Leo Messi will celebrate another landmark in his extraordinary career when Barcelona host Sevilla on Saturday evening. Almost exactly 14 years after making his debut for the club in a friendly match against José Mourinho’s Porto in November 2003, the Argentinean will make his 600th appearance in official matches for Barcelona in Camp Nou, a figure exceeded only by Xavi Hernández (767) and Andrés Iniesta (642).
Messi would go on to make his debut in an official match on October 16, 2004 against Espanyol in LaLiga after a rapid ascent through the youth teams and Barcelona B. At 17 years old Messi was not the youngest debutant in the club’s history – that honour goes to Paulino Alcántara, who was 15 when he scored a hat-trick in a 9-0 Catalan Championship game in 1912 – but he swiftly became a fundamental piece of Frank Rijkaard’s team and drew the observation from no lesser a player than Ronaldinho that he would go on to greater things than even the Brazilian ball-charmer achieved.
Now the owner of five Ballons d’Or and four European Golden Boots, Messi has scored 523 goals for Barcelona and won 30 titles, smashing scoring records domestically and on the continent in the process.
Messi's breakthrough 2006-07 season
The Argentinean weaved his way into the global consciousness towards the end of the 2006-07 season with two performances that remain career-defining despite his later achievements. The first, on March 10, 2007, was a hat-trick in a 3-3 Clásico contest in Camp Nou, Messi’s first treble for the club. The second came a month later against Getafe in the Copa del Rey semifinals and made headlines around the world that for the first time dared to mention the 19-year-old wrapped in an oversized number 19 shirt in the same breath as another diminutive Argentinean deity, Diego Maradona.
It is in comparison to the Cosmic Barrel that Messi’s career has often been questioned in some quarters. Without a major senior international title to his name, does the Barcelona forward stand up against his predecessor in the Albiceleste number 10 shirt? Maradona came as close as anyone in history has to single-handedly winning a World Cup in 1986, when he scored the original version of Messi’s Getafe effort against England after a little divine intervention from elsewhere, and Messi has often fallen short on the biggest stage. It was not faint praise when he was lauded for a hat-trick against Peru last month that sealed Argentina’s place at the 2018 tournament: it was one of the few occasions when, under pressure, Messi has come to his country’s rescue.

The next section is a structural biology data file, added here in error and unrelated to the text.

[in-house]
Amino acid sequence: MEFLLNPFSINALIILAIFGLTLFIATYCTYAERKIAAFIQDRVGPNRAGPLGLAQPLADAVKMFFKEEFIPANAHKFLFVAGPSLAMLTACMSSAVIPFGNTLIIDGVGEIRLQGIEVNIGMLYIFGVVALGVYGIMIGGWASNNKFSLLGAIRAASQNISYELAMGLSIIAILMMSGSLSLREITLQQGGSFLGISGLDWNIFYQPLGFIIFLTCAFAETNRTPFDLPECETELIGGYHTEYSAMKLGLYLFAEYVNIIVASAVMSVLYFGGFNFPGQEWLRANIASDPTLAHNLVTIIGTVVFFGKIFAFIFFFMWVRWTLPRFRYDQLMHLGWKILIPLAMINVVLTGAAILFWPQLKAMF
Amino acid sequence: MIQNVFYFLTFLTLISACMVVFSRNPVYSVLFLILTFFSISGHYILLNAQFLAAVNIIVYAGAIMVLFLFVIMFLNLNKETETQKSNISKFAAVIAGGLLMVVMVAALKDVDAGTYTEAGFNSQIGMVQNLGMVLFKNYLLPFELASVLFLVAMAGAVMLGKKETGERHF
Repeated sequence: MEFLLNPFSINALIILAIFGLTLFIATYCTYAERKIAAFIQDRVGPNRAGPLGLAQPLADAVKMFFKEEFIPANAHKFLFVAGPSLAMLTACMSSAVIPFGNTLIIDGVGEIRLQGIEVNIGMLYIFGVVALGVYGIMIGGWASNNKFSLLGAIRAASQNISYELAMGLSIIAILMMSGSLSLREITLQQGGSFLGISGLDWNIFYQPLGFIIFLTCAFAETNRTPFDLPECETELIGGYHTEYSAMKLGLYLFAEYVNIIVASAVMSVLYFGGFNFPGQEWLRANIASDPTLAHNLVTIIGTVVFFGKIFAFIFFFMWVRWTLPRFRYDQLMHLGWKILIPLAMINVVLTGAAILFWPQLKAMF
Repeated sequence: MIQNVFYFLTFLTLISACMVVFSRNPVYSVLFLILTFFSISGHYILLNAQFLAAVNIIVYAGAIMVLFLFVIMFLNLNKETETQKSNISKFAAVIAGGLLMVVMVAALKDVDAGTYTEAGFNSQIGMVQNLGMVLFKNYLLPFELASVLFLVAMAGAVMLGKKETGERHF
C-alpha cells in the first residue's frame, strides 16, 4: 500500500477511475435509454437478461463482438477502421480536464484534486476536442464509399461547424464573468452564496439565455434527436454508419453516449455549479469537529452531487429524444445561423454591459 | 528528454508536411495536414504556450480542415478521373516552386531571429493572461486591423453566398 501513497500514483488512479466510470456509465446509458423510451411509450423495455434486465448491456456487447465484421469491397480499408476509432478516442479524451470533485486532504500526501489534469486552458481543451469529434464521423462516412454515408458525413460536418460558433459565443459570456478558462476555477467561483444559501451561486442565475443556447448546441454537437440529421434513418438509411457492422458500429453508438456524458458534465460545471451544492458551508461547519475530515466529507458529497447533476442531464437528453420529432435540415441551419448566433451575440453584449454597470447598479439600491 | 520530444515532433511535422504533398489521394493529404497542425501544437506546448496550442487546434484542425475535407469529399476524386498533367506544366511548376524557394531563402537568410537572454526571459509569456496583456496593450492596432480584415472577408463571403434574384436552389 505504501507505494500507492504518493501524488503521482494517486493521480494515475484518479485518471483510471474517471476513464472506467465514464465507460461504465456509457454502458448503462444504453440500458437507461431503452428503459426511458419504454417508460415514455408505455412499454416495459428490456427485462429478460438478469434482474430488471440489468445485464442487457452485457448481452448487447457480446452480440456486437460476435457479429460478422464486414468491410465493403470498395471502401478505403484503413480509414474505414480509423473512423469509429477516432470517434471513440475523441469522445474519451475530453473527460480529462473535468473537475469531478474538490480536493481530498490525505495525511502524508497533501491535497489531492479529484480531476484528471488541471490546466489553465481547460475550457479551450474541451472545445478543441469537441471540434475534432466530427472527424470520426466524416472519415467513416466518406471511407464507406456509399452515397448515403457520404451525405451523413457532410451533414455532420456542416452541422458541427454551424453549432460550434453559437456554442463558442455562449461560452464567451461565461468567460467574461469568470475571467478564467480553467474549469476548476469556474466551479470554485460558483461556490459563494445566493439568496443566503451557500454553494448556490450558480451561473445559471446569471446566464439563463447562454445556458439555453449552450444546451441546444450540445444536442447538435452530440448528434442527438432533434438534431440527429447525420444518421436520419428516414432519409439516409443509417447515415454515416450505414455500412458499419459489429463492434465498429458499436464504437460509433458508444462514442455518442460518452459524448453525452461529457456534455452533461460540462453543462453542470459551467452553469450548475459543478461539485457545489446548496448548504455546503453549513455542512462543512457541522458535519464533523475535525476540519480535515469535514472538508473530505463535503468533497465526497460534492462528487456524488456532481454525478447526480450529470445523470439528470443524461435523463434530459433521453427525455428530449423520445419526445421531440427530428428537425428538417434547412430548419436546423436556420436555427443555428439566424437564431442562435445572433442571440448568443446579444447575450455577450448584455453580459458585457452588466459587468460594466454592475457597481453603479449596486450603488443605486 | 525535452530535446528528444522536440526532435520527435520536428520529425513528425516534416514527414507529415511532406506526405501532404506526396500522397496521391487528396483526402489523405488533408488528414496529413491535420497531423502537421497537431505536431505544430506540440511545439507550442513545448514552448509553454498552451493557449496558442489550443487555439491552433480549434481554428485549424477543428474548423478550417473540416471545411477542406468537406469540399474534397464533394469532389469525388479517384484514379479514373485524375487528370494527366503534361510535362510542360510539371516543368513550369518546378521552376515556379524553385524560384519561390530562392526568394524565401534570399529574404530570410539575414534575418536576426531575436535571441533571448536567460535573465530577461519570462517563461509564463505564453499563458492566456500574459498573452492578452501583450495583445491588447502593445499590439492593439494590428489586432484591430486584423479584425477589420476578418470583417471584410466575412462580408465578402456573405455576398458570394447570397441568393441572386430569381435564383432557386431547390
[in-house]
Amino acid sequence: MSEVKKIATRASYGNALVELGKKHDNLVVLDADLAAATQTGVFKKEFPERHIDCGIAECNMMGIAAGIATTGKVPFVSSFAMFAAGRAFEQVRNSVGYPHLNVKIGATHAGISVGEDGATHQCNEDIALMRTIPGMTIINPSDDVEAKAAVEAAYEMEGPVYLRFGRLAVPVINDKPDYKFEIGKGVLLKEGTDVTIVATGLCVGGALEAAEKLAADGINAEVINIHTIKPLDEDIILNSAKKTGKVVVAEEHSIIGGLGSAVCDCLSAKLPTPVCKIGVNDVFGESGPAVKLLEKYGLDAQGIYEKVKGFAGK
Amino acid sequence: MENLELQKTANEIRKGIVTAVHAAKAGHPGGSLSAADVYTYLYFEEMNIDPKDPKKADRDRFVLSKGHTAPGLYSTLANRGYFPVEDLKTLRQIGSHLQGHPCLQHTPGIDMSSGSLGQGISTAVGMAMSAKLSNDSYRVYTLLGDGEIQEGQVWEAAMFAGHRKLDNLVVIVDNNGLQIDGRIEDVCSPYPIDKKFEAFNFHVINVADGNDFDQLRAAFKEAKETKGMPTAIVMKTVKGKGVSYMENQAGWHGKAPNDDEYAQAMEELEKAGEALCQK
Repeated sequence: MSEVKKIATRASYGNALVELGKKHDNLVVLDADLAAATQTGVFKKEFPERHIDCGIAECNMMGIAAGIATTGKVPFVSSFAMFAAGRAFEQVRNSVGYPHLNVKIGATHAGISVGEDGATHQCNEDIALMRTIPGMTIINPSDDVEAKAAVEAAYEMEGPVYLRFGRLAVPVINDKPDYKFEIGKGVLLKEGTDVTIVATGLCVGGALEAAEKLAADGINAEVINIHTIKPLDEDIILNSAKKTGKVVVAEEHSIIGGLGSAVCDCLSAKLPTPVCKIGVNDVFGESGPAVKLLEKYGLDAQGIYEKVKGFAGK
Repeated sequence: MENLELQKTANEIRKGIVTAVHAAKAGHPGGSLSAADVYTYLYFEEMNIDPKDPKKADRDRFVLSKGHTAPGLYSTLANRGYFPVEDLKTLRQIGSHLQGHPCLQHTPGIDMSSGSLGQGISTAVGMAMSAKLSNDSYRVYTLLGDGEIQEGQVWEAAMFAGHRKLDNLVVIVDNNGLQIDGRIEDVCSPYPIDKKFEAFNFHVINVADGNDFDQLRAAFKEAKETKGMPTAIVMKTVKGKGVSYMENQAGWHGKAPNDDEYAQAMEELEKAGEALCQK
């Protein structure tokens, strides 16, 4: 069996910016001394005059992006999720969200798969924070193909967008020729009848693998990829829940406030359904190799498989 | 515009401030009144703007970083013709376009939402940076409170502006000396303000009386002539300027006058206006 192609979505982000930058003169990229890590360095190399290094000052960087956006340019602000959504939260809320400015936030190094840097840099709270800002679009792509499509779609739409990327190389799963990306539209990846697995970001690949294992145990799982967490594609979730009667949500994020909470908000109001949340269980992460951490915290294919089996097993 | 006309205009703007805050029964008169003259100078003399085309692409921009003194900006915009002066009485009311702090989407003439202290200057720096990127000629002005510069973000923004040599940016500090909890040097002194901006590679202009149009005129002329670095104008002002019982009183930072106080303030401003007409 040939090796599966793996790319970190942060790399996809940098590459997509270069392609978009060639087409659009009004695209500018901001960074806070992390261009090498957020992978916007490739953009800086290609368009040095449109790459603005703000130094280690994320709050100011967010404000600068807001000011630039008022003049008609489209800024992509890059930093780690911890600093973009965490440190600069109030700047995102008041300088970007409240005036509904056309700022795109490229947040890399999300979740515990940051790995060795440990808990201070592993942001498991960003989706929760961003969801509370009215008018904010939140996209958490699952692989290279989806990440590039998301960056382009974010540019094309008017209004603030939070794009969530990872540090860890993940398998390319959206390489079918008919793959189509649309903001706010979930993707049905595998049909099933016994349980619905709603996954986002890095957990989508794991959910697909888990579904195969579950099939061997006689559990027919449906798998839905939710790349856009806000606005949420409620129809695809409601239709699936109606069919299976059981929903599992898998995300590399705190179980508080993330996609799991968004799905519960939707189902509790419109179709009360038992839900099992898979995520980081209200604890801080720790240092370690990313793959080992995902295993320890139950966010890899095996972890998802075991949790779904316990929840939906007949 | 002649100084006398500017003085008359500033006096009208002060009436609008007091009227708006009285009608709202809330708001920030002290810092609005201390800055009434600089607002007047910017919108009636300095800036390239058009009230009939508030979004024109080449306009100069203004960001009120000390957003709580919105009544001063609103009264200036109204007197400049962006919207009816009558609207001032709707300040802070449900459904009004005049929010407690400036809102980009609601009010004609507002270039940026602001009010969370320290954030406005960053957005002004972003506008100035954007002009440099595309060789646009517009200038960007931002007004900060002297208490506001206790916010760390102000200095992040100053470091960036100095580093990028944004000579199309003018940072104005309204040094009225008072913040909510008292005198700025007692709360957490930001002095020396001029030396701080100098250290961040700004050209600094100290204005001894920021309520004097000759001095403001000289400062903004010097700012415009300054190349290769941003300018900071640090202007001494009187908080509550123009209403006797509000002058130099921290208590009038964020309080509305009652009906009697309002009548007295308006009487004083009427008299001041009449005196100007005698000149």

At club level, there are few outside Portugal and Madrid who argue that there is a better player to have graced this generation. Statistics aside - and there are many that back Messi’s claim - is the pure aesthetic of watching the Argentinean in full flow. Few players have ever enjoyed such complete mastery of the ball and it is a talent that unlike simple fleetness of foot does not desert the very best players. Messi’s Puskás Award-nominated strike against Athletic in the 2014-15 Copa del Rey final stands as testament to an enduring ability to outfox an entire opposition defence.
Now 30, it is likely Messi will continue to evolve his position and his playing style as the years roll by and he is likely to exceed Xavi’s appearance record in due course. But for a generation of football fans, he will always remain the impish winger cutting inside Javier Paredes and slipping the ball through the legs of Nacho Pérez. Few even remember that Getafe eventually won that semifinal tie.